Variant 3 (Spiral garden hand auger) - This auger also has an extension so you can take advantage of this extra feature. It digs holes 30cm (11 13/16in) in diameter, and the hole depth can be twice the size of the holes dug with the first two variants. The spike on this variant is made on a lathe, but if you have a problem with that, make a spike like on variant 1 or 2. The helix is obtained by cutting a circular disc, cutting the disc with an angle grinder by radius, and deforming it to produce approximately a helix with one turn, about 80mm high.It is possible to weld a ¼-turn thread end to helix (see drawing). In this case, you need to weld the helix a little farther from the end of the pipe to make room for this part. Part 10 Thread end is fixed by welding. Join between parts (4. Joint tube, 3 Extension shaft and 5. Handle tube): Drill holes 6mm in diameter in the pipe (Parts 3 and 5), insert a portion of Joint tube into the pipe (Parts 3 and 5) to protrude 60mm and fill the holes with metal by welding.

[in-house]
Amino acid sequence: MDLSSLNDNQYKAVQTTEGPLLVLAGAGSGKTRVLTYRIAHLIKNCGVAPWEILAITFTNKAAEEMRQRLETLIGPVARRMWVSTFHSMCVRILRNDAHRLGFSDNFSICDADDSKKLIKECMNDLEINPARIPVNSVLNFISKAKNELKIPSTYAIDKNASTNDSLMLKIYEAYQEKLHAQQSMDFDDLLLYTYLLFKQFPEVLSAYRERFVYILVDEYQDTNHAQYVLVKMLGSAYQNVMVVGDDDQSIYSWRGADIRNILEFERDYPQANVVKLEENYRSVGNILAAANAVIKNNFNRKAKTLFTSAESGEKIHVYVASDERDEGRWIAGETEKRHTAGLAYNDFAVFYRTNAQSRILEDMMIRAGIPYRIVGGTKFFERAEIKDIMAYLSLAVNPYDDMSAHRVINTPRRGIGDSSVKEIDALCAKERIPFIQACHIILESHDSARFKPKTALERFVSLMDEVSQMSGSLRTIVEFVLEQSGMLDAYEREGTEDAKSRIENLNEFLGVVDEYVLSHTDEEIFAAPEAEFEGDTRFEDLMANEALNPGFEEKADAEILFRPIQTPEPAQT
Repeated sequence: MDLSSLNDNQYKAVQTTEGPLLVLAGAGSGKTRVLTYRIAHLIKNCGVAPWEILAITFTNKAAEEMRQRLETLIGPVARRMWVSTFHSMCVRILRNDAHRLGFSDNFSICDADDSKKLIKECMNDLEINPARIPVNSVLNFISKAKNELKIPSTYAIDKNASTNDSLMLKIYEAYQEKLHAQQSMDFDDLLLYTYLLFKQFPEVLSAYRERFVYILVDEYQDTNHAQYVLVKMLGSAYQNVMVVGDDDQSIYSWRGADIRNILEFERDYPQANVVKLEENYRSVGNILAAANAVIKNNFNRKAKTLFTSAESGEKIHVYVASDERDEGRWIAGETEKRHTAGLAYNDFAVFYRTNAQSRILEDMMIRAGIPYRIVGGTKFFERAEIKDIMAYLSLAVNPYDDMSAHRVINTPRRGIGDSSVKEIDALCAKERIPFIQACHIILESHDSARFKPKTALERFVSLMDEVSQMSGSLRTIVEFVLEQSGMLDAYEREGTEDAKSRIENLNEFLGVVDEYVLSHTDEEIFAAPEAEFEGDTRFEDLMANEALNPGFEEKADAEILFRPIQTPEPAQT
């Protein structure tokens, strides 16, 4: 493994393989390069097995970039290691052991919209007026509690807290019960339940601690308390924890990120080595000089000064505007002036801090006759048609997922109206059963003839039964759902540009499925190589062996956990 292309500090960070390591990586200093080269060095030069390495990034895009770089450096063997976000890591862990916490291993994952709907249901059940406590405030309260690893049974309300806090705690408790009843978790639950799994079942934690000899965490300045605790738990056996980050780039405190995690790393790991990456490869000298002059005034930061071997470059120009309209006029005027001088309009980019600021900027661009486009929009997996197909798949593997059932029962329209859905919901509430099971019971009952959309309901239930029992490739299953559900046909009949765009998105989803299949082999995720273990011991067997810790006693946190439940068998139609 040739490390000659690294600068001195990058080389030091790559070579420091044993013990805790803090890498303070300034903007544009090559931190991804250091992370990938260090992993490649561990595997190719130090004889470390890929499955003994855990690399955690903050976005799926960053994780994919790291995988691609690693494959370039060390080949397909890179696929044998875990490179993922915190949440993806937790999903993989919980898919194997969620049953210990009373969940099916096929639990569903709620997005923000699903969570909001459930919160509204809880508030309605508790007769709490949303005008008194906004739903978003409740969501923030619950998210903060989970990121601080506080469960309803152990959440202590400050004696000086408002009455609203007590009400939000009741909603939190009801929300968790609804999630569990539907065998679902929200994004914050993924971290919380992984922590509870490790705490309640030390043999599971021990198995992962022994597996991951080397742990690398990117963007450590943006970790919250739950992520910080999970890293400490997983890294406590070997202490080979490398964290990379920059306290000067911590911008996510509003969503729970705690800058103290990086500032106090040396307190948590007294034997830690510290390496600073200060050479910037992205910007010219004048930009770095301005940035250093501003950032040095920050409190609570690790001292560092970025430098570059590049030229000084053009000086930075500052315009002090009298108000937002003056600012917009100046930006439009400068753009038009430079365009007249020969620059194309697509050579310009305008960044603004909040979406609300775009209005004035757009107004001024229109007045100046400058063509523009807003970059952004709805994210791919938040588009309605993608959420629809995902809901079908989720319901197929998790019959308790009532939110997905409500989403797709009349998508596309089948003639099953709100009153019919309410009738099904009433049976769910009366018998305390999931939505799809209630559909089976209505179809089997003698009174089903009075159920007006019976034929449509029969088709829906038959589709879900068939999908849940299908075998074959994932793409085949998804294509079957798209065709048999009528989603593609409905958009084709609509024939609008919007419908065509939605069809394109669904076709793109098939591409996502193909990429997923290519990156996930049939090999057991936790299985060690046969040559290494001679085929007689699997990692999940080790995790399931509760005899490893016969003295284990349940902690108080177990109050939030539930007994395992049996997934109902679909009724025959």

Hole digging procedure with the hand auger: Thrust the hand auger into the place where you want the hole to be. By rotating the auger and pressing down, the auger enters deeper and deeper into the ground. The soil that is dug by the auger slowly fills up the space above the disc (blade, thread...). When the space above the disc is filled up, the auger is removed and the soil spilled. It should be noted that problems can occur if there are roots and stones in the ground. The auger effectively cuts small roots, especially if the edge of the blade is sharp. If you come across thicker roots, you need to remove the auger from the hole and use branching scissors to cut the root and remove it from the hole. Another problem is the stones, bricks, and similar material in the ground. Small stones pass through the auger, but if you come across larger ones, you have to take the hand auger out of the hole and then somehow dig out from below and remove the stone using a garden spatula, for instance. Of course, if the stone is big, you have to move the hole to another place or make a big hole with a spade to be able to pull that big stone out. After use, clean the auger from soil and put it aside.